Insufficient sleep in newborns linked to childhood obesity; Study

By Shilpa Annie Joseph, Desk Reporter
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According to a study published in the Sleep Journal, newborns who sleep longer and wake up less during the night are less likely to be overweight in infancy.

“While an association between insufficient sleep and weight gain is well-established in adults and older children, this link has not been previously recognized in infants,” said study co-author Dr. Susan Redline, MD, MPH, senior physician in the Division of Sleep and Circadian Disorders at the Brigham.

“In this study, we found that not only shorter nighttime sleep, but more sleep awakenings, were associated with a higher likelihood of infants becoming overweight in the first six months of life,” Dr. Redline added.

Dr. Redline and colleagues observed 298 newborns born at Massachusetts General Hospital between 2016 and 2018 for this study. They next tracked their sleep habits with ankle actigraphy watches, which measure activity and rest patterns over several days.

Scientists evaluated the height and weight of infants and calculated their BMI to collect growth data. Infants were classified as overweight if they fell into or above the 95th percentile on the World Health Organization’s growth charts.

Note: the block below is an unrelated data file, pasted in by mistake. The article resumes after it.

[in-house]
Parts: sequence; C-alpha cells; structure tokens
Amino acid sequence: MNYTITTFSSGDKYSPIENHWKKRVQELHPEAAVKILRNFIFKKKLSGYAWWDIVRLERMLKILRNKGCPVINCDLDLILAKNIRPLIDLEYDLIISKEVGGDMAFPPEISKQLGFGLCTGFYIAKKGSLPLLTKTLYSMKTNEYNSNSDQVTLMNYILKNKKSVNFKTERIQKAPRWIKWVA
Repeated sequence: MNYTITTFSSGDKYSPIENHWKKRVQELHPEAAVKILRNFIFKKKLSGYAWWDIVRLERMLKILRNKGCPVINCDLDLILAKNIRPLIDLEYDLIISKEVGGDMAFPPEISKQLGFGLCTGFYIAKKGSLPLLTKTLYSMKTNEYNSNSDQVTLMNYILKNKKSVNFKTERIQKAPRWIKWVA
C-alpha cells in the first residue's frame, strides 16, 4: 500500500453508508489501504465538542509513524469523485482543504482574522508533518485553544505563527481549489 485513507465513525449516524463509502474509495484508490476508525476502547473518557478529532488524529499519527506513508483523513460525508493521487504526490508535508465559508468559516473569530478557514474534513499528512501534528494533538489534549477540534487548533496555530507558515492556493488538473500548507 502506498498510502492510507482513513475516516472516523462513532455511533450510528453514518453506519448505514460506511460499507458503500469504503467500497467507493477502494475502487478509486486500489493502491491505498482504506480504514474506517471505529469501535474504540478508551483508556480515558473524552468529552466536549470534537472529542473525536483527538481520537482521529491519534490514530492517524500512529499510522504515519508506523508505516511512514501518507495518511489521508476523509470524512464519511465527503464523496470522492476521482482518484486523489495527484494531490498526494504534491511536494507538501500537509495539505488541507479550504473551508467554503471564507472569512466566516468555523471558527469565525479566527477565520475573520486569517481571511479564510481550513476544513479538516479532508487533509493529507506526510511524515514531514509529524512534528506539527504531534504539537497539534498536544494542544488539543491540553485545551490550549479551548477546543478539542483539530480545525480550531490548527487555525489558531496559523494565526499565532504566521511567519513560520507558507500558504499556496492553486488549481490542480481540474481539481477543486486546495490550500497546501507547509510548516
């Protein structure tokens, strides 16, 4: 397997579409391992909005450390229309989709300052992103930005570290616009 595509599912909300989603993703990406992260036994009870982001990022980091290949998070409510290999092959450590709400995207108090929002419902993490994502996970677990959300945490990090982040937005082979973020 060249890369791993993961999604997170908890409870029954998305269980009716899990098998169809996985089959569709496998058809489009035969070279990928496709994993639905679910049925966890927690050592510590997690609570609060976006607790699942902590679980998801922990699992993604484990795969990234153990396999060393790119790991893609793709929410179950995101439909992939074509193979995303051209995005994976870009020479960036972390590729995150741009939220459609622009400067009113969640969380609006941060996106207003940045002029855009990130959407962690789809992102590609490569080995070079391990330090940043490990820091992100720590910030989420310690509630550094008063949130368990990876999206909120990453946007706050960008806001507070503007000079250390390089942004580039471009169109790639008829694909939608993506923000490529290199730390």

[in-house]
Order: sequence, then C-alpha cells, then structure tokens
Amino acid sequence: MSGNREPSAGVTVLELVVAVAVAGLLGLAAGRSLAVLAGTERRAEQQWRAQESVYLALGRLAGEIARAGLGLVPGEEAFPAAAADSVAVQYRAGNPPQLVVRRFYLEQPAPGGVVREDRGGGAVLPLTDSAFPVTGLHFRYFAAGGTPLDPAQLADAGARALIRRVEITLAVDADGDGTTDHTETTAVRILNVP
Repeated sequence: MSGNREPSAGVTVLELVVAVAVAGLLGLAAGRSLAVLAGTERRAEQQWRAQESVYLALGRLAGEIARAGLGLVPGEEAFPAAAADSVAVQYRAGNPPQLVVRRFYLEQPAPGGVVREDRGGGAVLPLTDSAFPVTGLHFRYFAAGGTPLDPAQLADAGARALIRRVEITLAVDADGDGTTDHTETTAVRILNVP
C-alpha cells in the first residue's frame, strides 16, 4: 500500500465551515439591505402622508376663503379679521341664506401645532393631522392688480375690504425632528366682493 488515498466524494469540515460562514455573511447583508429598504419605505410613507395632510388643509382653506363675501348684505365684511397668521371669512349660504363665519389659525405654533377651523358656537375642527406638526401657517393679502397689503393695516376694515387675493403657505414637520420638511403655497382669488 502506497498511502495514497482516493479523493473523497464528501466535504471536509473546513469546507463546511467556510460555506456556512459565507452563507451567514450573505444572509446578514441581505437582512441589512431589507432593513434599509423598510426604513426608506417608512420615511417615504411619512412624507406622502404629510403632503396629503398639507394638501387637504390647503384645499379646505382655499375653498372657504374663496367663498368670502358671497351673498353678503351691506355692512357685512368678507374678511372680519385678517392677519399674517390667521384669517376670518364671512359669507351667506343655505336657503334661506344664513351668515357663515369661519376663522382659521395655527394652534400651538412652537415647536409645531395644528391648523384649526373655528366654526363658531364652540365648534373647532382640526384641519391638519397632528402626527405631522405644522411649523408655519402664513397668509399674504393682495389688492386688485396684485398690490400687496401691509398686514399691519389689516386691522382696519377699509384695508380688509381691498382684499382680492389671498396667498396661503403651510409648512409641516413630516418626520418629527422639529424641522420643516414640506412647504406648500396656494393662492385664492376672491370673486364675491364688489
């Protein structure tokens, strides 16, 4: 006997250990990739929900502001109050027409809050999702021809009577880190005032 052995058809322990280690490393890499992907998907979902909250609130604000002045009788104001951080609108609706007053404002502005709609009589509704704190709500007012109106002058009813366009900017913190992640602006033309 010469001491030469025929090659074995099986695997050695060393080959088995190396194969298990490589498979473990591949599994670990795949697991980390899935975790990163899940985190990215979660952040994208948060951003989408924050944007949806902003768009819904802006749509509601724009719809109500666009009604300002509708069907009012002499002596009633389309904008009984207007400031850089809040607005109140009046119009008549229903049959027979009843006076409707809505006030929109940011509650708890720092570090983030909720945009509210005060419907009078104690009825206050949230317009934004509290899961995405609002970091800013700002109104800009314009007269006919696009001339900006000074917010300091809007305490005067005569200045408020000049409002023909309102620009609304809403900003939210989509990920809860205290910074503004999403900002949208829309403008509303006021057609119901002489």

Notably, researchers found that just one additional hour of sleep correlated with a 26 percent decrease in infants’ risk of being overweight. Further, infants that woke up less throughout the night faced a lower risk of excess weight gain.

While it’s unclear exactly why this correlation exists, scientists speculated that getting more sleep promoted routine feeding practices and self-regulation, factors that mitigated overeating.

“This study underscores the importance of healthy sleep at all ages. Parents should consult their pediatricians on the best practices to promote healthy sleep, like keeping consistent sleep schedules, providing a dark and quiet space for sleeping, and avoiding having bottles in bed,” noted Dr. Redline.

Related: Moving more often is beneficial for weight loss in older adults; Study